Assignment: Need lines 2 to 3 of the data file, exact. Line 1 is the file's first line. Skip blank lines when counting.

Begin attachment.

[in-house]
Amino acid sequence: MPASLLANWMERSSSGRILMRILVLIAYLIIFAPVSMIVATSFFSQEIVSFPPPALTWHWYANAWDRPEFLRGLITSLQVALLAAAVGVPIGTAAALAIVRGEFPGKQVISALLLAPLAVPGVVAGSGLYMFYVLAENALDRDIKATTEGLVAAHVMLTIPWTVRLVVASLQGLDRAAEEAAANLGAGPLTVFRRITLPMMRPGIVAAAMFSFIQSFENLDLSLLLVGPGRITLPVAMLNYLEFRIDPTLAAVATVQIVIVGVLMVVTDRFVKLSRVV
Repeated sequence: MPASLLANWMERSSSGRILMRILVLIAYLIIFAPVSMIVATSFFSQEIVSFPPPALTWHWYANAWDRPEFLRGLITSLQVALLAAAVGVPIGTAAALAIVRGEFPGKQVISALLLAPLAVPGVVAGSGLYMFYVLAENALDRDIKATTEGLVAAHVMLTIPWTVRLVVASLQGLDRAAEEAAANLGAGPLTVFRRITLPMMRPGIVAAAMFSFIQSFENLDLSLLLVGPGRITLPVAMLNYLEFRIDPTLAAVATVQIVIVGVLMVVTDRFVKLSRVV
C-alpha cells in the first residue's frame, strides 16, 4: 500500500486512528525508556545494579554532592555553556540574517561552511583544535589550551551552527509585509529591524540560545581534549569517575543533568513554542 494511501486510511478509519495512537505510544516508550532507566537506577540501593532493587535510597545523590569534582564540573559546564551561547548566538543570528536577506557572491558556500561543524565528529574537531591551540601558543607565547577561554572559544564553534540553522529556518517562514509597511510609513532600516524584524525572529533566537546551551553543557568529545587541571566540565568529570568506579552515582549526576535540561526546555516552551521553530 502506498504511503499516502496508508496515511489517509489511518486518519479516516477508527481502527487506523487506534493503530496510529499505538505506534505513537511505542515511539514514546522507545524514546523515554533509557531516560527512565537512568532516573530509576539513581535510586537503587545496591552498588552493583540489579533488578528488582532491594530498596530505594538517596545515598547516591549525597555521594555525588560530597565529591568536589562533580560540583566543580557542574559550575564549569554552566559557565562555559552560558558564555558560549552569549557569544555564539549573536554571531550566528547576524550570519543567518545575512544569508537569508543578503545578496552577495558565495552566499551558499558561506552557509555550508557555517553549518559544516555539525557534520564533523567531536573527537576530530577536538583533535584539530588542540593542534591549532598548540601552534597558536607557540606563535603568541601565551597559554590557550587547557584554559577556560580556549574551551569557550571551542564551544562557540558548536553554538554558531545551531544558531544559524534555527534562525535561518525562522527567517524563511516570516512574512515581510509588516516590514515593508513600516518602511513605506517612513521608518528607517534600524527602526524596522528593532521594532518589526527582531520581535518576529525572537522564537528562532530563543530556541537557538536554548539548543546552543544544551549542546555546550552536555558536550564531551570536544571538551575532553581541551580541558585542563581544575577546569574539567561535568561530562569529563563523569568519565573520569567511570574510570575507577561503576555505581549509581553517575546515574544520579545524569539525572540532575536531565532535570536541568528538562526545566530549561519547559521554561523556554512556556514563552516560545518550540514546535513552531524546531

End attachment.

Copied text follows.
Amino acid sequence: MPASLLANWMERSSSGRILMRILVLIAYLIIFAPVSMIVATSFFSQEIVSFPPPALTWHWYANAWDRPEFLRGLITSLQVALLAAAVGVPIGTAAALAIVRGEFPGKQVISALLLAPLAVPGVVAGSGLYMFYVLAENALDRDIKATTEGLVAAHVMLTIPWTVRLVVASLQGLDRAAEEAAANLGAGPLTVFRRITLPMMRPGIVAAAMFSFIQSFENLDLSLLLVGPGRITLPVAMLNYLEFRIDPTLAAVATVQIVIVGVLMVVTDRFVKLSRVV
Repeated sequence: MPASLLANWMERSSSGRILMRILVLIAYLIIFAPVSMIVATSFFSQEIVSFPPPALTWHWYANAWDRPEFLRGLITSLQVALLAAAVGVPIGTAAALAIVRGEFPGKQVISALLLAPLAVPGVVAGSGLYMFYVLAENALDRDIKATTEGLVAAHVMLTIPWTVRLVVASLQGLDRAAEEAAANLGAGPLTVFRRITLPMMRPGIVAAAMFSFIQSFENLDLSLLLVGPGRITLPVAMLNYLEFRIDPTLAAVATVQIVIVGVLMVVTDRFVKLSRVV